Obedience, the way of love, is tied to keeping the commandments of the Lord Jesus. We keep the commandments of Christ because we love who he is. We love his deeds and words and his way of life. In free and loving obedience is found happiness.
By Deacon Frederick Bartels
14 May 2020
We live in an age that is averse to certain trigger words like obedience, obligation, commandment, rule, duty, requirement, and teaching. For example, if we say Catholics are obliged to attend the sacrifice of the Mass each Sunday, we’re told it’s better to use the word “invitation,” so as not to give offense. If I say, “the Church teaches,” people are turned off. It seems they prefer phrases like “the Church reminds us” or “the Church encourages us.” People often revolt against anything that has an obligatory ring to it. Why is that?
Well … I Can Think of a Few Reasons
One is the influence of relativism. Recall that in the gospel of John, Pilate says to Jesus, “What is truth?” (Jn 18:38). I think he was making a statement more than asking a sincere question. It’s as if Pilate was saying, “What does truth have to do with anything?” “My truth is what’s true for me.” “My truth is my own version of it.” “It’s whatever I wish it to be.” “I make truth.” Isn’t that what’s going on today? Relativists don’t like the sound of anything obligatory. They’re averse to Truth. Truth means that there’s an objective reality they have to comply with, and they don’t like that because their moral code is based on the false assumption that they can make up their own rules. They ascribe to the false and dangerous assumption that they create truth. That’s a case of the creature attempting to supplant God.
Another reason is that people view God’s commandments as negative, restrictive, burdensome and freedom limiting rules. They think they’d be happier if they didn’t have to hear about them or even hear the word “commandment.” It’s all so slavish and servile, they say. Haven’t we gotten past antiquated, unenlightened prohibitions, such as those against homosexual “marriage,” contraceptives, and fornication? After all, about 65% of Americans approve of all those kinds of things—no, not things, evils.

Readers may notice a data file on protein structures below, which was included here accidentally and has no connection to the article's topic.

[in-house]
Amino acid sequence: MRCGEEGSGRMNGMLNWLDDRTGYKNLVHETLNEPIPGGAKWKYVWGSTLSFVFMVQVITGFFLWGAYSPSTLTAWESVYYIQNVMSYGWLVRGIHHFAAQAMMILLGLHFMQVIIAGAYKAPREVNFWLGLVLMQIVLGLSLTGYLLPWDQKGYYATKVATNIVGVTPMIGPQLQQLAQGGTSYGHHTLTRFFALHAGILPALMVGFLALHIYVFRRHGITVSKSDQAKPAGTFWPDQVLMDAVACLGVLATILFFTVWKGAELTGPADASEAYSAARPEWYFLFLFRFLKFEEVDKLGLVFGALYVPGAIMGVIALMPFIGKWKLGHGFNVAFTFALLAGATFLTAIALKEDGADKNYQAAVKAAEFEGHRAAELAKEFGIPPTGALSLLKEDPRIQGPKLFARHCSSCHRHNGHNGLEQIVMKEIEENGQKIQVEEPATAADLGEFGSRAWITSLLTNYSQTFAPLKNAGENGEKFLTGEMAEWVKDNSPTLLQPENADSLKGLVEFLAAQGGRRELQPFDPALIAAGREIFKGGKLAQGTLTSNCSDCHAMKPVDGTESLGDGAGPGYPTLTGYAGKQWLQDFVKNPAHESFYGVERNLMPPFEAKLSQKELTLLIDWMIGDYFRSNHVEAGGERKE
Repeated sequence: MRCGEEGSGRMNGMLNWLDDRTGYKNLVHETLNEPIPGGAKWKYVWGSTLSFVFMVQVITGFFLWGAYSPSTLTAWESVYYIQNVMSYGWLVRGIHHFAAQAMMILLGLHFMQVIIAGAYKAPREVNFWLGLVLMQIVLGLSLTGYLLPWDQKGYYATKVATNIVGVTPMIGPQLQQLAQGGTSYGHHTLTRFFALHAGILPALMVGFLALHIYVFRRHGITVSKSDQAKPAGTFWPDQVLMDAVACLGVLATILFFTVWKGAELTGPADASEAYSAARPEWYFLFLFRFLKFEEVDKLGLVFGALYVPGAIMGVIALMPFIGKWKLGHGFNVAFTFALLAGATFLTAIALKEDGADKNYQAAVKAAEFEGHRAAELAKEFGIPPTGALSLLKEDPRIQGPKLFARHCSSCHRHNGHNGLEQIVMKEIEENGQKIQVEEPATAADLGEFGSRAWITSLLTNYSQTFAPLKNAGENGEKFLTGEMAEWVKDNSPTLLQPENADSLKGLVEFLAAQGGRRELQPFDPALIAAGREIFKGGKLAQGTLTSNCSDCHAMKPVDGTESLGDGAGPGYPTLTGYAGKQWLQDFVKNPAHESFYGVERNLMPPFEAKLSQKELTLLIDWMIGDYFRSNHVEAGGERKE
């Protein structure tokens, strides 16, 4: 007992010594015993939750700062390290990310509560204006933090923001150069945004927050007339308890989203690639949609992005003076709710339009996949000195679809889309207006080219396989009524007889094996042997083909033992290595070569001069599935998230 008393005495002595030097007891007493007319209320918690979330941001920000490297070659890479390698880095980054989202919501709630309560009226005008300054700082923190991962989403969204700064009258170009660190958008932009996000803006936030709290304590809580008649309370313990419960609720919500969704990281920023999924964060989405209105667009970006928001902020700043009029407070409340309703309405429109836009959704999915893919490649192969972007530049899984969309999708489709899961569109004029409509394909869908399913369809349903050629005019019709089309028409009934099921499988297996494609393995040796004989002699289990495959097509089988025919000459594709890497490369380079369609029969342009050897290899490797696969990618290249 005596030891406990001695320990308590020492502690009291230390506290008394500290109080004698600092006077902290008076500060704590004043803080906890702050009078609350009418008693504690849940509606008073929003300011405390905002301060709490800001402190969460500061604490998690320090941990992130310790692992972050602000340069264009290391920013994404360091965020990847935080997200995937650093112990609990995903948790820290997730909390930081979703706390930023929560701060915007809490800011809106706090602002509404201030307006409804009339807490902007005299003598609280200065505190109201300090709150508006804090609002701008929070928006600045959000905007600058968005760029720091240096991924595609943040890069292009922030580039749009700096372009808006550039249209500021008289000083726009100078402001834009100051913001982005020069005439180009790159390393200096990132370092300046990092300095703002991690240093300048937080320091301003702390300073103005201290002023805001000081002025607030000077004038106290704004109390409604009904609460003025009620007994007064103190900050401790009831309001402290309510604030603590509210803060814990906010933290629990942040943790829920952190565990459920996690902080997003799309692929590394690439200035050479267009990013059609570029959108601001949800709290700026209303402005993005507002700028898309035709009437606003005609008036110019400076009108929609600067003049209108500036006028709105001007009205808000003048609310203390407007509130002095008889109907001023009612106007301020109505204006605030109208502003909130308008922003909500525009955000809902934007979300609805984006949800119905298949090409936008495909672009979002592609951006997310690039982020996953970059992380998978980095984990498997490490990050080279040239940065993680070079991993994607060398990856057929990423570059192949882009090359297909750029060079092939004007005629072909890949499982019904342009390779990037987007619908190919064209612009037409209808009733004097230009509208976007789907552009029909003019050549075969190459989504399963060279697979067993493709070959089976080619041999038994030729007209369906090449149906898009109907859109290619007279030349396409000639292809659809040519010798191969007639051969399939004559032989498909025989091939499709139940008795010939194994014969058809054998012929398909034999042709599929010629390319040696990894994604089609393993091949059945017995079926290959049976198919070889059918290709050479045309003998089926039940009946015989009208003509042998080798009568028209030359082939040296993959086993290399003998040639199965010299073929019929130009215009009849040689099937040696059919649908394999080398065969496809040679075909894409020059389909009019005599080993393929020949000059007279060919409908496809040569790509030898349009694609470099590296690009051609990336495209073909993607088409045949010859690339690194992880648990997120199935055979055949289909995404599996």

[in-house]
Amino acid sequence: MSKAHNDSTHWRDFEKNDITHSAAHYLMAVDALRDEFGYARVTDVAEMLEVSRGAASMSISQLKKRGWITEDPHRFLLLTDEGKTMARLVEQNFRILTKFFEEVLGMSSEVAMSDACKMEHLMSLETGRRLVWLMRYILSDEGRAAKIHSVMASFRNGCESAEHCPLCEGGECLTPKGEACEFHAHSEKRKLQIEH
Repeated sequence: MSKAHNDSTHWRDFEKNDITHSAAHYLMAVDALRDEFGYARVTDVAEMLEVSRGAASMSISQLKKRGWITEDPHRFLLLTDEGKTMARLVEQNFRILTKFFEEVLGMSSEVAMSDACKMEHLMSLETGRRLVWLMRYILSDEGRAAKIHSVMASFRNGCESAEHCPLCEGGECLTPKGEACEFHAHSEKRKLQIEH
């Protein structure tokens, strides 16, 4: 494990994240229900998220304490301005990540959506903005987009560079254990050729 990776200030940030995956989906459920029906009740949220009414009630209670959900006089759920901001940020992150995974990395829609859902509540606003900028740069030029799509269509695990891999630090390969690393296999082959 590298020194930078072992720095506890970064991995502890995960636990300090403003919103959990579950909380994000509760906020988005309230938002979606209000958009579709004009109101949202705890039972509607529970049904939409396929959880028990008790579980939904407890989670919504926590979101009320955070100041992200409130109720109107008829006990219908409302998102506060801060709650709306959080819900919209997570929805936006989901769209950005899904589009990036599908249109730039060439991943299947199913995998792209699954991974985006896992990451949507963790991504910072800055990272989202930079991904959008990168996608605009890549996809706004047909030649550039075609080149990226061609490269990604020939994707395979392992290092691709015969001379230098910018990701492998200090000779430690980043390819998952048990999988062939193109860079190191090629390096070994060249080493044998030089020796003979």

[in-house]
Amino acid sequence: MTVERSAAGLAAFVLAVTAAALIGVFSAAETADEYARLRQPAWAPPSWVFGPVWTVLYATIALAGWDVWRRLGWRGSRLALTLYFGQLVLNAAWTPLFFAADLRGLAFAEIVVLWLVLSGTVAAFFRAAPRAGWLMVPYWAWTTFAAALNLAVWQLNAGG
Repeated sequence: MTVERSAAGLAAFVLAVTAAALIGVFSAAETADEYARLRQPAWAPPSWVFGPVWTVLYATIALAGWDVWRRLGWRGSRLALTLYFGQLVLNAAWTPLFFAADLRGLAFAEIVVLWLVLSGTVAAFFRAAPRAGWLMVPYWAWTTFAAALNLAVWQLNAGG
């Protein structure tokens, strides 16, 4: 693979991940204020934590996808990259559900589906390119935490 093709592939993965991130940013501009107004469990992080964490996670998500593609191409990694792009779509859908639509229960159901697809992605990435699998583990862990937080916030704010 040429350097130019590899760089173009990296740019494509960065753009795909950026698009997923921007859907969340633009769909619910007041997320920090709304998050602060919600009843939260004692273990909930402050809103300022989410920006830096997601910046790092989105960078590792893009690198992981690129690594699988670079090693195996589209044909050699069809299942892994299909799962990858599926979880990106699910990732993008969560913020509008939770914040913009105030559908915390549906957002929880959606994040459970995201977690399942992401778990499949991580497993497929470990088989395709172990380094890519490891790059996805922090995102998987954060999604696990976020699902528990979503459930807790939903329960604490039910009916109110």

Obedience Is Love and Happiness
Here’s the problem: people fail to see the beauty, fulfillment, freedom, and happiness found in giving oneself over in free and loving obedience to God’s commandments. God gives them not as restrictive, burdensome rules, but as gifts of love. They’re paths to right relationships, peace, the fullness of human living, and perfect happiness in God, who alone can totally satisfy us.
People often live by a morality of obligation approach. That is, they obey commandments and rules, not because they believe they are themselves the road to happiness, but because they want to avoid punishment or some other perceived negative consequence. They often desire to break the rules, thinking doing so will make them happy. So their desires and their actions are conflicted. That’s no way to live because it creates an unending state of alienation, disharmony and tension.
Another, better way of living, is the virtue-based approach to life. It’s also called a morality of happiness approach. It’s based on the fact that choosing the true good is a choice for goodness itself. Living by the commandments of Christ and making truly praiseworthy moral choices not only brings happiness but is the life of happiness and excellence itself. The happiness approach understands that God the Father gives doctrines and commandments as gifts of love that lead us in living the life of human flourishing and happiness.